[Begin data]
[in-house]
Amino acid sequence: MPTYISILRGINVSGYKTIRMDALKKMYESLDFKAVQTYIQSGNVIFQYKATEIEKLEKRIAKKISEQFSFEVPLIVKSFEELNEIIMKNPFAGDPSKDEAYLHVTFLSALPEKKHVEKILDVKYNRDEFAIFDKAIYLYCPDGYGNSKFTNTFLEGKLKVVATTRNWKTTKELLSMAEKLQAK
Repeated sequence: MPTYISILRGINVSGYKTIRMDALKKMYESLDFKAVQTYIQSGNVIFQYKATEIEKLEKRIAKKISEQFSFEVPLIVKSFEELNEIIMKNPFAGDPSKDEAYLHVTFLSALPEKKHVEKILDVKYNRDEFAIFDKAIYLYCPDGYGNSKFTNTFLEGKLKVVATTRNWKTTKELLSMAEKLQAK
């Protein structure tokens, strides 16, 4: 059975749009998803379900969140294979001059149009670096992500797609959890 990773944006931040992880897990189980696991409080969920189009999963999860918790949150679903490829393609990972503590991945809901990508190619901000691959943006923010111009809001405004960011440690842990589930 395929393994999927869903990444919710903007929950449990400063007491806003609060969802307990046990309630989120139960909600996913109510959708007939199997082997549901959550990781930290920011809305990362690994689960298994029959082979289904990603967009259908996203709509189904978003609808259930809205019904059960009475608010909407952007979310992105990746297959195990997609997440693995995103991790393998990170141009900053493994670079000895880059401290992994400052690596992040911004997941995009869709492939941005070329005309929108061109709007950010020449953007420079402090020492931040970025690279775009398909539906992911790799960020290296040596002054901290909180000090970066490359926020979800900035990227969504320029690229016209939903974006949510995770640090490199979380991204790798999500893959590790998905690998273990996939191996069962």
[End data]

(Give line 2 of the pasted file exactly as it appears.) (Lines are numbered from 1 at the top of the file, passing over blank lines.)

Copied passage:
Amino acid sequence: MPTYISILRGINVSGYKTIRMDALKKMYESLDFKAVQTYIQSGNVIFQYKATEIEKLEKRIAKKISEQFSFEVPLIVKSFEELNEIIMKNPFAGDPSKDEAYLHVTFLSALPEKKHVEKILDVKYNRDEFAIFDKAIYLYCPDGYGNSKFTNTFLEGKLKVVATTRNWKTTKELLSMAEKLQAK